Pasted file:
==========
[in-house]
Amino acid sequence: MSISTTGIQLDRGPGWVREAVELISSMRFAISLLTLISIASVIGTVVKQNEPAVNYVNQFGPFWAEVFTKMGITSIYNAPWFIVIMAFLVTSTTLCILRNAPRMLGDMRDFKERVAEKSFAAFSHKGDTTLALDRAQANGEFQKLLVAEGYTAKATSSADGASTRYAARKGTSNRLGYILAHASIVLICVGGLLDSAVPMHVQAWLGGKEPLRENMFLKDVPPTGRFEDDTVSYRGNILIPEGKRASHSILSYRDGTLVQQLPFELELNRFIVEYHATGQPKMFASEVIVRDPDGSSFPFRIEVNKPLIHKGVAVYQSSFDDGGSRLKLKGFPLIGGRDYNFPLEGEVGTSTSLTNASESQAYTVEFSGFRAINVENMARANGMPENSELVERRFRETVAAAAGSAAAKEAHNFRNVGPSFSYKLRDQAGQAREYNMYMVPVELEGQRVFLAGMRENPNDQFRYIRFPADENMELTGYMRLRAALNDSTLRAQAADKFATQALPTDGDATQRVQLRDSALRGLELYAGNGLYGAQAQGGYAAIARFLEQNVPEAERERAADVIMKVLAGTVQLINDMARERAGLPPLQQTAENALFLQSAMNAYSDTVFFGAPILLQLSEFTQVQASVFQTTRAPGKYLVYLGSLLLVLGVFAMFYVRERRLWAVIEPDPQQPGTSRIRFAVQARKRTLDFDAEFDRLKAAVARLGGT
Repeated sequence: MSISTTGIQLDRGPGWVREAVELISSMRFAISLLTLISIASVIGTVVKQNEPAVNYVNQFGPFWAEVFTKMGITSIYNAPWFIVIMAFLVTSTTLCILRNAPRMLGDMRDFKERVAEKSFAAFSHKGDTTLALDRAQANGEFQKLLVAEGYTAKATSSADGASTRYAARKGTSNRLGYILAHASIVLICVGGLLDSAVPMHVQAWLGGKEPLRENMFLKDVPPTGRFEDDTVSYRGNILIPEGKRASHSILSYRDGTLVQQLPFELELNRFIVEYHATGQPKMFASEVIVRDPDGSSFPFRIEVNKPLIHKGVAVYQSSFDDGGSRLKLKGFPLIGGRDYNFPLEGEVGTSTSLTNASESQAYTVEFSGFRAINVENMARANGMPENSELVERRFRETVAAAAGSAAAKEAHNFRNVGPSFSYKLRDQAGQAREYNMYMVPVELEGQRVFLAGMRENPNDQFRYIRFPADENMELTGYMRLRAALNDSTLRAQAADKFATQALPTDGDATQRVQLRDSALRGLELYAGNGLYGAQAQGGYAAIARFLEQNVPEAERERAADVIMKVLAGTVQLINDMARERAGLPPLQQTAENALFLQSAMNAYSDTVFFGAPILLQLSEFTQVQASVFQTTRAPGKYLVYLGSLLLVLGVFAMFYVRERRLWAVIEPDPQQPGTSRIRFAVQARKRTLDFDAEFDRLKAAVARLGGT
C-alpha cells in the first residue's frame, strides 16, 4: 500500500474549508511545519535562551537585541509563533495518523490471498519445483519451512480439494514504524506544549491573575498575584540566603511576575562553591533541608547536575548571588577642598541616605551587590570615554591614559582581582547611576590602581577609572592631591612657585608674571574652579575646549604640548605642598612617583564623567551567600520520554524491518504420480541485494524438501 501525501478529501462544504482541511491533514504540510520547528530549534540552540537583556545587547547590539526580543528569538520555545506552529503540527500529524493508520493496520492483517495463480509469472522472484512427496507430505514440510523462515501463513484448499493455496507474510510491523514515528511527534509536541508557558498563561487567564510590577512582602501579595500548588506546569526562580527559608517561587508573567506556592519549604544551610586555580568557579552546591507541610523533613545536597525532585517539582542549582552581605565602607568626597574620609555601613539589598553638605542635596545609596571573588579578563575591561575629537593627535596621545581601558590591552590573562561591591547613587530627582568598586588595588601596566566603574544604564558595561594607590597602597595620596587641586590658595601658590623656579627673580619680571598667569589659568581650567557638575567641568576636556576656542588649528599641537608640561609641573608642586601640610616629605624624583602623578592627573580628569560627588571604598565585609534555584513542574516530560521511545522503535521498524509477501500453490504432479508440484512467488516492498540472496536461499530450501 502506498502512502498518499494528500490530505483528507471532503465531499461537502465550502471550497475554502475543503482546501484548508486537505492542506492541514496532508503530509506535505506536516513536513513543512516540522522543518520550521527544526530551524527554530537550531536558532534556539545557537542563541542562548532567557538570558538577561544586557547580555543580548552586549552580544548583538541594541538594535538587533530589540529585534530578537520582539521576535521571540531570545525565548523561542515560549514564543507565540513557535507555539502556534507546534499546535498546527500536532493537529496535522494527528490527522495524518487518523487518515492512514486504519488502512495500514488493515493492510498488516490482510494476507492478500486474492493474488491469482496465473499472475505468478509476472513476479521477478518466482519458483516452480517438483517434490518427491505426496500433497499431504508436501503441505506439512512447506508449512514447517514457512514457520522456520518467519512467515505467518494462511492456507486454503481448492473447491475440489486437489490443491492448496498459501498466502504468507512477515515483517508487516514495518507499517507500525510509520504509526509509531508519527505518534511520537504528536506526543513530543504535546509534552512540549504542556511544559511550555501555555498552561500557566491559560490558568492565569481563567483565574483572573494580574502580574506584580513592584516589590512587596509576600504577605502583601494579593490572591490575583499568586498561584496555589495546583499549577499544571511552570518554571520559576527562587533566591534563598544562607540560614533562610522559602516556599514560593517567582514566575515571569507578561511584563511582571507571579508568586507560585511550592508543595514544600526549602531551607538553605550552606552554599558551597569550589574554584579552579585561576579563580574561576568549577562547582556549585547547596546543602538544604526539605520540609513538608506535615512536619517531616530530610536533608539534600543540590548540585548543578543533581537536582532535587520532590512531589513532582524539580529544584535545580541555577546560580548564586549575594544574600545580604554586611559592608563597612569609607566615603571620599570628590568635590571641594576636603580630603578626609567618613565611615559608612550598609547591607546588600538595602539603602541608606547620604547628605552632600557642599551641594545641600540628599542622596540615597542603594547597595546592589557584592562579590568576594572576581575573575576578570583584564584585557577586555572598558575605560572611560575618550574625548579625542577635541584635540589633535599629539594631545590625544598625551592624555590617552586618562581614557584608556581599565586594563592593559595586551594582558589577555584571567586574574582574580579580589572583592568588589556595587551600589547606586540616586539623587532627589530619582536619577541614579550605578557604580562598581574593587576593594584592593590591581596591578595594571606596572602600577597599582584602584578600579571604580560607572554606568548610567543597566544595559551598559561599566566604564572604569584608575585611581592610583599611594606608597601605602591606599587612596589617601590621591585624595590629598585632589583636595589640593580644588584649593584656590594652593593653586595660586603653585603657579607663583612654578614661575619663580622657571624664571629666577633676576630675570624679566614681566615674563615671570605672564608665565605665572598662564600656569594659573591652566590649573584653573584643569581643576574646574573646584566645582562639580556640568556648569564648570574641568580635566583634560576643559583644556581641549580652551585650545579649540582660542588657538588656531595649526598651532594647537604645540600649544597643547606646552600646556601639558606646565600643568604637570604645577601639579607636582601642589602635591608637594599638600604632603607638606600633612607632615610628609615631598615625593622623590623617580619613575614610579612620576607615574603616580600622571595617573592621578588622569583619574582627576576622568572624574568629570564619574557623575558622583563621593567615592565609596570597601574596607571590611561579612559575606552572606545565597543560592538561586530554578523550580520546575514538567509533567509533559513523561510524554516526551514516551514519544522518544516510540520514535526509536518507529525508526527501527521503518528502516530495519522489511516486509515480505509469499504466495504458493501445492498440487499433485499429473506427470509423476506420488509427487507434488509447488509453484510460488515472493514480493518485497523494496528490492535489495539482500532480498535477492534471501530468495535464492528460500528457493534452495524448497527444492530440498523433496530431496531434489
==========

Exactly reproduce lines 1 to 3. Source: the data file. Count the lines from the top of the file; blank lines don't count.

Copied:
[in-house]
Amino acid sequence: MSISTTGIQLDRGPGWVREAVELISSMRFAISLLTLISIASVIGTVVKQNEPAVNYVNQFGPFWAEVFTKMGITSIYNAPWFIVIMAFLVTSTTLCILRNAPRMLGDMRDFKERVAEKSFAAFSHKGDTTLALDRAQANGEFQKLLVAEGYTAKATSSADGASTRYAARKGTSNRLGYILAHASIVLICVGGLLDSAVPMHVQAWLGGKEPLRENMFLKDVPPTGRFEDDTVSYRGNILIPEGKRASHSILSYRDGTLVQQLPFELELNRFIVEYHATGQPKMFASEVIVRDPDGSSFPFRIEVNKPLIHKGVAVYQSSFDDGGSRLKLKGFPLIGGRDYNFPLEGEVGTSTSLTNASESQAYTVEFSGFRAINVENMARANGMPENSELVERRFRETVAAAAGSAAAKEAHNFRNVGPSFSYKLRDQAGQAREYNMYMVPVELEGQRVFLAGMRENPNDQFRYIRFPADENMELTGYMRLRAALNDSTLRAQAADKFATQALPTDGDATQRVQLRDSALRGLELYAGNGLYGAQAQGGYAAIARFLEQNVPEAERERAADVIMKVLAGTVQLINDMARERAGLPPLQQTAENALFLQSAMNAYSDTVFFGAPILLQLSEFTQVQASVFQTTRAPGKYLVYLGSLLLVLGVFAMFYVRERRLWAVIEPDPQQPGTSRIRFAVQARKRTLDFDAEFDRLKAAVARLGGT
Repeated sequence: MSISTTGIQLDRGPGWVREAVELISSMRFAISLLTLISIASVIGTVVKQNEPAVNYVNQFGPFWAEVFTKMGITSIYNAPWFIVIMAFLVTSTTLCILRNAPRMLGDMRDFKERVAEKSFAAFSHKGDTTLALDRAQANGEFQKLLVAEGYTAKATSSADGASTRYAARKGTSNRLGYILAHASIVLICVGGLLDSAVPMHVQAWLGGKEPLRENMFLKDVPPTGRFEDDTVSYRGNILIPEGKRASHSILSYRDGTLVQQLPFELELNRFIVEYHATGQPKMFASEVIVRDPDGSSFPFRIEVNKPLIHKGVAVYQSSFDDGGSRLKLKGFPLIGGRDYNFPLEGEVGTSTSLTNASESQAYTVEFSGFRAINVENMARANGMPENSELVERRFRETVAAAAGSAAAKEAHNFRNVGPSFSYKLRDQAGQAREYNMYMVPVELEGQRVFLAGMRENPNDQFRYIRFPADENMELTGYMRLRAALNDSTLRAQAADKFATQALPTDGDATQRVQLRDSALRGLELYAGNGLYGAQAQGGYAAIARFLEQNVPEAERERAADVIMKVLAGTVQLINDMARERAGLPPLQQTAENALFLQSAMNAYSDTVFFGAPILLQLSEFTQVQASVFQTTRAPGKYLVYLGSLLLVLGVFAMFYVRERRLWAVIEPDPQQPGTSRIRFAVQARKRTLDFDAEFDRLKAAVARLGGT